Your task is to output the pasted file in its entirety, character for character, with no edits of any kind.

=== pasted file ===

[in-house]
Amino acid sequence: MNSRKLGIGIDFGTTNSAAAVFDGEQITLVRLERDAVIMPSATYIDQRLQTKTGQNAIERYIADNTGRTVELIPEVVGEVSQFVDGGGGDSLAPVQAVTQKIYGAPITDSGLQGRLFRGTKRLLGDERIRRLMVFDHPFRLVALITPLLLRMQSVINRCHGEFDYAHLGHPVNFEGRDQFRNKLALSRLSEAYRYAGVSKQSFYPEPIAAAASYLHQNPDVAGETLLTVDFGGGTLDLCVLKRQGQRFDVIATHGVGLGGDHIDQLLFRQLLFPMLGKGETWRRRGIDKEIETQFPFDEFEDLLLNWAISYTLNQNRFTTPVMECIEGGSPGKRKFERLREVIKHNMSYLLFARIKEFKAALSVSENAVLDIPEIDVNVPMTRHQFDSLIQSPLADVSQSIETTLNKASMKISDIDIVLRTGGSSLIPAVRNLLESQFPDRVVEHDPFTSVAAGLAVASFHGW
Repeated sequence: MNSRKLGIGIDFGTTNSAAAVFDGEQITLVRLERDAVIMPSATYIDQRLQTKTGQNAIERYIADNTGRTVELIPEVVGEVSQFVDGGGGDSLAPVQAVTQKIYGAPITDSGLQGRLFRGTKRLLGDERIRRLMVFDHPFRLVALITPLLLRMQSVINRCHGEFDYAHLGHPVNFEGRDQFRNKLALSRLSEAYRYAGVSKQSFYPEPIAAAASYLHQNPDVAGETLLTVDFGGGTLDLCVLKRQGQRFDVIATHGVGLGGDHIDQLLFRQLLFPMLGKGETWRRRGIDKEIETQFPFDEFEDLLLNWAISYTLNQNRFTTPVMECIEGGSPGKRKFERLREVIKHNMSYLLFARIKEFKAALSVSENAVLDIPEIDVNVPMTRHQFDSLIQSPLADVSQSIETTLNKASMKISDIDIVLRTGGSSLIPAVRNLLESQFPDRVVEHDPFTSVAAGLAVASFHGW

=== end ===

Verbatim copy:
[in-house]
Amino acid sequence: MNSRKLGIGIDFGTTNSAAAVFDGEQITLVRLERDAVIMPSATYIDQRLQTKTGQNAIERYIADNTGRTVELIPEVVGEVSQFVDGGGGDSLAPVQAVTQKIYGAPITDSGLQGRLFRGTKRLLGDERIRRLMVFDHPFRLVALITPLLLRMQSVINRCHGEFDYAHLGHPVNFEGRDQFRNKLALSRLSEAYRYAGVSKQSFYPEPIAAAASYLHQNPDVAGETLLTVDFGGGTLDLCVLKRQGQRFDVIATHGVGLGGDHIDQLLFRQLLFPMLGKGETWRRRGIDKEIETQFPFDEFEDLLLNWAISYTLNQNRFTTPVMECIEGGSPGKRKFERLREVIKHNMSYLLFARIKEFKAALSVSENAVLDIPEIDVNVPMTRHQFDSLIQSPLADVSQSIETTLNKASMKISDIDIVLRTGGSSLIPAVRNLLESQFPDRVVEHDPFTSVAAGLAVASFHGW
Repeated sequence: MNSRKLGIGIDFGTTNSAAAVFDGEQITLVRLERDAVIMPSATYIDQRLQTKTGQNAIERYIADNTGRTVELIPEVVGEVSQFVDGGGGDSLAPVQAVTQKIYGAPITDSGLQGRLFRGTKRLLGDERIRRLMVFDHPFRLVALITPLLLRMQSVINRCHGEFDYAHLGHPVNFEGRDQFRNKLALSRLSEAYRYAGVSKQSFYPEPIAAAASYLHQNPDVAGETLLTVDFGGGTLDLCVLKRQGQRFDVIATHGVGLGGDHIDQLLFRQLLFPMLGKGETWRRRGIDKEIETQFPFDEFEDLLLNWAISYTLNQNRFTTPVMECIEGGSPGKRKFERLREVIKHNMSYLLFARIKEFKAALSVSENAVLDIPEIDVNVPMTRHQFDSLIQSPLADVSQSIETTLNKASMKISDIDIVLRTGGSSLIPAVRNLLESQFPDRVVEHDPFTSVAAGLAVASFHGW